Instead, we try to help clients cultivate a series of rituals around bedtime that don't feel like a chore but are deeply nourishing. Maybe you have a warm mug of tea. Chamomile or Passionflower are known to support sleep. Maybe you take a long hot bath or shower to wash away the day's stressors. Scientifically, raising your bodies core body temperature right before it drops for sleep can help signal it's time to sleep.
Set yourself up for success.
We need to create environments that make it easier - not harder - for us to sleep.
We all have natural shifts in hormones and body temperature throughout or day. These are critical as they help signal the correct hormones we need at the correct times for our bodies natural movements. Cortisol is high in the morning to wake us up, while melatonin begins to increase as it gets darker to help you fall asleep. When we struggle to sleep, sometimes it's because our work or rest time habits don't support relaxation and the production of melatonin - instead of this, they produce cortisol. Maybe you have coffee later in the day? Maybe you participate in high intensity exercise after work? Maybe you watch a particularly violent or emotionally distressing television programme in the evening? Game of Thrones anyone?
To get back in sync, at Recal we recommend spending 20 minutes per day outside. This is beneficial for a couple of reasons. If you can get this dose of Vitamin D before 10 am it helps your body synthesize protein to produce the necessary amino acids for sleep-supporting hormones. It also helps keep cortisol high in the morning to wake you up (without coffee) Research has also found that spending time outdoors in nature daily can have profound effects on your mental health. If you can, consider walking or cycling for your morning commute.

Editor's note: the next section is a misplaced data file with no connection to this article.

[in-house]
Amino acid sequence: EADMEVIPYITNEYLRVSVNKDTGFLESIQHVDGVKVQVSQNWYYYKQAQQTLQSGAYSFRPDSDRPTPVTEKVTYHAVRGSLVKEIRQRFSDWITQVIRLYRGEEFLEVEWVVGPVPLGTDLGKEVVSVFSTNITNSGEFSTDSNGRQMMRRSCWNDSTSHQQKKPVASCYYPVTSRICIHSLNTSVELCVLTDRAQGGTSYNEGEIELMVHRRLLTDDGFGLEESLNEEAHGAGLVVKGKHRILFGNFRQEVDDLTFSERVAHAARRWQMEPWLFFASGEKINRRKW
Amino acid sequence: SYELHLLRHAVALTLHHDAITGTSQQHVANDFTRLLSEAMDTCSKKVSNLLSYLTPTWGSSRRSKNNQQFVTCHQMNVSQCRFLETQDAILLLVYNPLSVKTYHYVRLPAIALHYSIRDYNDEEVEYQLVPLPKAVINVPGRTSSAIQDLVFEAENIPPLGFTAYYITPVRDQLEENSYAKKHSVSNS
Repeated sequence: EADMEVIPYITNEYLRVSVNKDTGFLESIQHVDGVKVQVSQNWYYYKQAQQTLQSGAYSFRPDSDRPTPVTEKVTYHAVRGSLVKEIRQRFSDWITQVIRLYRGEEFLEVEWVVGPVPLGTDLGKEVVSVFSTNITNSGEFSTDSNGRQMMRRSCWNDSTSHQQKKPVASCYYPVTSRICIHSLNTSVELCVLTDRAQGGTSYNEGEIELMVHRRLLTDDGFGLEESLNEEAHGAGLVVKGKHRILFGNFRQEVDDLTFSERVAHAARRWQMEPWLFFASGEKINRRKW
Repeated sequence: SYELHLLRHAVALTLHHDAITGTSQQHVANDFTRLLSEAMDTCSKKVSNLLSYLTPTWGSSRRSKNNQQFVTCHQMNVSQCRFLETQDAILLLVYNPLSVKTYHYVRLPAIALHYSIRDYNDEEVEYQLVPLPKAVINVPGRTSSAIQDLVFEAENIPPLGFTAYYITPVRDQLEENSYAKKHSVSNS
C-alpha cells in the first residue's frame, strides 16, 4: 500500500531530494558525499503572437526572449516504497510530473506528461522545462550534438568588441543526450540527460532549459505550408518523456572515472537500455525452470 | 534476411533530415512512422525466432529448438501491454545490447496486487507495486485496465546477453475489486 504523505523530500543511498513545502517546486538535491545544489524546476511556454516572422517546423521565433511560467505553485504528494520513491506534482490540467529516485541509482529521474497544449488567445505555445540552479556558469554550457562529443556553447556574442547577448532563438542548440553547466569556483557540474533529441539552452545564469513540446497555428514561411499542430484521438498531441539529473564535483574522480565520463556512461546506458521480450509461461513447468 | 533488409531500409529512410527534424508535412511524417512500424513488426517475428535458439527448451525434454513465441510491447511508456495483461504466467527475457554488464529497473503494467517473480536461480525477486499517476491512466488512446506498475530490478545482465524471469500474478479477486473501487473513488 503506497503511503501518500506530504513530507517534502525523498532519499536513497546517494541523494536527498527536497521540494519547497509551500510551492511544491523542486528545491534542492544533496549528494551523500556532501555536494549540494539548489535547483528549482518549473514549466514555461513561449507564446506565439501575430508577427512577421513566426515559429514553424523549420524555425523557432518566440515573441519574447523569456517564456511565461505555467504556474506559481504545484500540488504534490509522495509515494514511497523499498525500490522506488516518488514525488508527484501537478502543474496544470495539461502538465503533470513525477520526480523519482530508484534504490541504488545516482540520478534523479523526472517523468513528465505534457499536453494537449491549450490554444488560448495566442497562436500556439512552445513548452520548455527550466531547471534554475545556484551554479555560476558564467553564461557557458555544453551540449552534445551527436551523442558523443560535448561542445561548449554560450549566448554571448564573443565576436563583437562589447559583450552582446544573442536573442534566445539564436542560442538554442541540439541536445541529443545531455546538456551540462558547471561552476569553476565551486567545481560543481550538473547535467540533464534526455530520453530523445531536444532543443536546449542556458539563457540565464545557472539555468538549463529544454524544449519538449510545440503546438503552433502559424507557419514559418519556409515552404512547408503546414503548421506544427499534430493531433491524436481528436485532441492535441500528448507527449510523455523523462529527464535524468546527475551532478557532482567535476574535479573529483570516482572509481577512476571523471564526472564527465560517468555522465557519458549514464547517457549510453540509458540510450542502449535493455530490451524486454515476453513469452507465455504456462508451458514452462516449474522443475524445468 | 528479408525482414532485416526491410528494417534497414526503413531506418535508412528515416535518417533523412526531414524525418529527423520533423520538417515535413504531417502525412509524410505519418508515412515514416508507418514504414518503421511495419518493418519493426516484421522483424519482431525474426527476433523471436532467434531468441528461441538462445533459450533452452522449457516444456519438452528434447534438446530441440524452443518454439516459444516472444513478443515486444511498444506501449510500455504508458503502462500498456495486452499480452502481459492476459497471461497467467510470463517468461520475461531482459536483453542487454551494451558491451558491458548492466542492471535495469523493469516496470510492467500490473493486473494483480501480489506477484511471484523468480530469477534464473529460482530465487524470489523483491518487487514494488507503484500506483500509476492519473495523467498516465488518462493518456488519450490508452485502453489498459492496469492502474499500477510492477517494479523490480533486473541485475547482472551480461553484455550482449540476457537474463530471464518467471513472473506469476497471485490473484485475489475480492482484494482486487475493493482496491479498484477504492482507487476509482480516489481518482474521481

At nighttime try to limit electronic use after dusk. If you choose to use a device you can also wear blue-light blocking sunglasses to stop electronic use interfering with your sleep signals. They don't look pretty, but they do the job!
Quick fixes - no counting of sheep!
Try to avoid stimulants such as caffeine and alcohol too close to bedtime. Ideally, limit caffeine to 1 or 2 per day before midday.
- Choose to exercise earlier in the day when your body most expects elevated cortisol levels. Opt for yin yoga or walking later in the day. Alternatively, you can help activate your "rest and digest" nervous system by putting your legs up the wall or using a shakti mat right before bed.
- Try eating earlier to allow time for digestion, but also to have more time for a wind-down routine.
- Lastly, if you often wake up at night and can't get back to sleep try this 4 -7 -8 breathing technique. It's actually helpful for anytime you're stressed, but particularly good at night.
Breathe in through your nose for a count of 4, hold your breath for a count of 7. Slowly exhale through your mouth for a count of 8.
If those timings seem too long, you can try for shorter times. The main objective is to have your outward breath much longer than your inhalation. Try it for 5 minutes and notice how much calmer you feel.